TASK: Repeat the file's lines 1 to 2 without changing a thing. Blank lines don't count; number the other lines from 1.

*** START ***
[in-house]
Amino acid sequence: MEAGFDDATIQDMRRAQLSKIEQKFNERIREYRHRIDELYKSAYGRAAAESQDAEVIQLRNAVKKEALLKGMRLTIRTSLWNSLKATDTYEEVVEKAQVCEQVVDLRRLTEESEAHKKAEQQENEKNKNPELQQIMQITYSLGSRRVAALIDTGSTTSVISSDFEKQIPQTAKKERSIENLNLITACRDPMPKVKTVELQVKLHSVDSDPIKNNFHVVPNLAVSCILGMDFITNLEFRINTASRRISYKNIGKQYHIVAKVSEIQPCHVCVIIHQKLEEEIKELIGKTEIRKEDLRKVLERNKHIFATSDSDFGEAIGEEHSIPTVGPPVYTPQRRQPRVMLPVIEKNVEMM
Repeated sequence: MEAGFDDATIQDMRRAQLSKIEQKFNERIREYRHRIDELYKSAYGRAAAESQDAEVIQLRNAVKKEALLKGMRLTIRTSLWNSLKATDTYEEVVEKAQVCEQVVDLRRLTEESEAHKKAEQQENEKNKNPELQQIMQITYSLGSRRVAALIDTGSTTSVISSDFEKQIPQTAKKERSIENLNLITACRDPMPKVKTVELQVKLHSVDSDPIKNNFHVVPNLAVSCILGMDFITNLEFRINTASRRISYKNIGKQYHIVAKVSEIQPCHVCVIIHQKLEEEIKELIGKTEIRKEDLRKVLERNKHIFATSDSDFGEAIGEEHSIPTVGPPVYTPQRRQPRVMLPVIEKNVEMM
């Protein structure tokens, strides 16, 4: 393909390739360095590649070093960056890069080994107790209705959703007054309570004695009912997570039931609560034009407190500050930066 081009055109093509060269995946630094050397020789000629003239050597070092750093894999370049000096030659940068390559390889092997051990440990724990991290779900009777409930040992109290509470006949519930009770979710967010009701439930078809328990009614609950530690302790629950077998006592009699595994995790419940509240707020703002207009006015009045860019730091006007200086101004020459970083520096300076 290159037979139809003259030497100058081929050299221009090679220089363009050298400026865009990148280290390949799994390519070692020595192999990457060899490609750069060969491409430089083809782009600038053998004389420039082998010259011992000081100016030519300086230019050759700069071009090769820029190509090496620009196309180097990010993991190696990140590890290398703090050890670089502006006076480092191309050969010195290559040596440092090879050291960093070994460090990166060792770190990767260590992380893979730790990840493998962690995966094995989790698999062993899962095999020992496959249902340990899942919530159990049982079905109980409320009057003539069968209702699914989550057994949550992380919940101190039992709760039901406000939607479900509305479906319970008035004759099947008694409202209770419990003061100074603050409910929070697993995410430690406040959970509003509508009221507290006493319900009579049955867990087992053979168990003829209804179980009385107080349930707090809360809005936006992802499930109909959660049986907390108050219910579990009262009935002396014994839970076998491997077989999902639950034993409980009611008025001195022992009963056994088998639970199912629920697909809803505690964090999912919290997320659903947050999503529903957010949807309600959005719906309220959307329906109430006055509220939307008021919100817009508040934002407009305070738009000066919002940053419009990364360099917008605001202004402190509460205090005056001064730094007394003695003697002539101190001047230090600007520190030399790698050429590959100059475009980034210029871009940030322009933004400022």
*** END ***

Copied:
[in-house]
Amino acid sequence: MEAGFDDATIQDMRRAQLSKIEQKFNERIREYRHRIDELYKSAYGRAAAESQDAEVIQLRNAVKKEALLKGMRLTIRTSLWNSLKATDTYEEVVEKAQVCEQVVDLRRLTEESEAHKKAEQQENEKNKNPELQQIMQITYSLGSRRVAALIDTGSTTSVISSDFEKQIPQTAKKERSIENLNLITACRDPMPKVKTVELQVKLHSVDSDPIKNNFHVVPNLAVSCILGMDFITNLEFRINTASRRISYKNIGKQYHIVAKVSEIQPCHVCVIIHQKLEEEIKELIGKTEIRKEDLRKVLERNKHIFATSDSDFGEAIGEEHSIPTVGPPVYTPQRRQPRVMLPVIEKNVEMM